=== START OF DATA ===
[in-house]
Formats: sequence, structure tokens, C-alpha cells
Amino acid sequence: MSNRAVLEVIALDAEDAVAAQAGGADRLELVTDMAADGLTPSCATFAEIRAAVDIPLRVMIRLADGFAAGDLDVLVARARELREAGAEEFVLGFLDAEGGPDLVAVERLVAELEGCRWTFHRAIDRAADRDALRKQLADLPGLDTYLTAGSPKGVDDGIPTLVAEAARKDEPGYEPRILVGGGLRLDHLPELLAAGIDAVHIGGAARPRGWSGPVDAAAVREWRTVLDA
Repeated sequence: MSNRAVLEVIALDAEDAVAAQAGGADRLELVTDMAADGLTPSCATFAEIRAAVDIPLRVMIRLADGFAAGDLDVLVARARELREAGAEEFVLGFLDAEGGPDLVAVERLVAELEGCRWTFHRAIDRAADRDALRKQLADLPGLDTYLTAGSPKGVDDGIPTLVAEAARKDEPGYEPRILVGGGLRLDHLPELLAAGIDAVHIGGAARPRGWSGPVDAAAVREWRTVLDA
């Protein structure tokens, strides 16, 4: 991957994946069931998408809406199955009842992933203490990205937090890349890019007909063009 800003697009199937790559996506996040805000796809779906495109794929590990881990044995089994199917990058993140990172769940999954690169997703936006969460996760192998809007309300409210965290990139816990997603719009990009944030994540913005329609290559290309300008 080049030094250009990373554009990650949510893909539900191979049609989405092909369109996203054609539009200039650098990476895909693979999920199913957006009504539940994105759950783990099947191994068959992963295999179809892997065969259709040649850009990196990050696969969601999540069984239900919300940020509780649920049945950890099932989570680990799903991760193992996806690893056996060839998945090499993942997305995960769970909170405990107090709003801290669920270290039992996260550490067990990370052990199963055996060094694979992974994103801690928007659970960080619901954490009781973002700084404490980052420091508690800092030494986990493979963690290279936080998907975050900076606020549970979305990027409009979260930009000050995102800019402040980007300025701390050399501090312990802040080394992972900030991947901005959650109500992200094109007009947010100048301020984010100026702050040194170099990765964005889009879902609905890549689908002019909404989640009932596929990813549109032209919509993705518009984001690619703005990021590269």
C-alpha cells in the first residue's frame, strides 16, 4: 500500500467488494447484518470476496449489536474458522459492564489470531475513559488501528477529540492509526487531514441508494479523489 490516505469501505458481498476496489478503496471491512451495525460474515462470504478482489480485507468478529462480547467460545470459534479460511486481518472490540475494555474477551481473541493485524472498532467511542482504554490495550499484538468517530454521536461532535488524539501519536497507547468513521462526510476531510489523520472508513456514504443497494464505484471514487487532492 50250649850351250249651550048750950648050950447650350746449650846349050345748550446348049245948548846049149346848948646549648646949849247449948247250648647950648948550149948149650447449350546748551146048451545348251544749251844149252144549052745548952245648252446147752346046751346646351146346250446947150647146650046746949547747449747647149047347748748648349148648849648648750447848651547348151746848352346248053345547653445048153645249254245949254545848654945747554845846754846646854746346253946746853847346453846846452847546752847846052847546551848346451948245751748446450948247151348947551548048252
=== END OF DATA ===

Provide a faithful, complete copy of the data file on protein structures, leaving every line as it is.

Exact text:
[in-house]
Formats: sequence, structure tokens, C-alpha cells
Amino acid sequence: MSNRAVLEVIALDAEDAVAAQAGGADRLELVTDMAADGLTPSCATFAEIRAAVDIPLRVMIRLADGFAAGDLDVLVARARELREAGAEEFVLGFLDAEGGPDLVAVERLVAELEGCRWTFHRAIDRAADRDALRKQLADLPGLDTYLTAGSPKGVDDGIPTLVAEAARKDEPGYEPRILVGGGLRLDHLPELLAAGIDAVHIGGAARPRGWSGPVDAAAVREWRTVLDA
Repeated sequence: MSNRAVLEVIALDAEDAVAAQAGGADRLELVTDMAADGLTPSCATFAEIRAAVDIPLRVMIRLADGFAAGDLDVLVARARELREAGAEEFVLGFLDAEGGPDLVAVERLVAELEGCRWTFHRAIDRAADRDALRKQLADLPGLDTYLTAGSPKGVDDGIPTLVAEAARKDEPGYEPRILVGGGLRLDHLPELLAAGIDAVHIGGAARPRGWSGPVDAAAVREWRTVLDA
């Protein structure tokens, strides 16, 4: 991957994946069931998408809406199955009842992933203490990205937090890349890019007909063009 800003697009199937790559996506996040805000796809779906495109794929590990881990044995089994199917990058993140990172769940999954690169997703936006969460996760192998809007309300409210965290990139816990997603719009990009944030994540913005329609290559290309300008 080049030094250009990373554009990650949510893909539900191979049609989405092909369109996203054609539009200039650098990476895909693979999920199913957006009504539940994105759950783990099947191994068959992963295999179809892997065969259709040649850009990196990050696969969601999540069984239900919300940020509780649920049945950890099932989570680990799903991760193992996806690893056996060839998945090499993942997305995960769970909170405990107090709003801290669920270290039992996260550490067990990370052990199963055996060094694979992974994103801690928007659970960080619901954490009781973002700084404490980052420091508690800092030494986990493979963690290279936080998907975050900076606020549970979305990027409009979260930009000050995102800019402040980007300025701390050399501090312990802040080394992972900030991947901005959650109500992200094109007009947010100048301020984010100026702050040194170099990765964005889009879902609905890549689908002019909404989640009932596929990813549109032209919509993705518009984001690619703005990021590269």
C-alpha cells in the first residue's frame, strides 16, 4: 500500500467488494447484518470476496449489536474458522459492564489470531475513559488501528477529540492509526487531514441508494479523489 490516505469501505458481498476496489478503496471491512451495525460474515462470504478482489480485507468478529462480547467460545470459534479460511486481518472490540475494555474477551481473541493485524472498532467511542482504554490495550499484538468517530454521536461532535488524539501519536497507547468513521462526510476531510489523520472508513456514504443497494464505484471514487487532492 50250649850351250249651550048750950648050950447650350746449650846349050345748550446348049245948548846049149346848948646549648646949849247449948247250648647950648948550149948149650447449350546748551146048451545348251544749251844149252144549052745548952245648252446147752346046751346646351146346250446947150647146650046746949547747449747647149047347748748648349148648849648648750447848651547348151746848352346248053345547653445048153645249254245949254545848654945747554845846754846646854746346253946746853847346453846846452847546752847846052847546551848346451948245751748446450948247151348947551548048252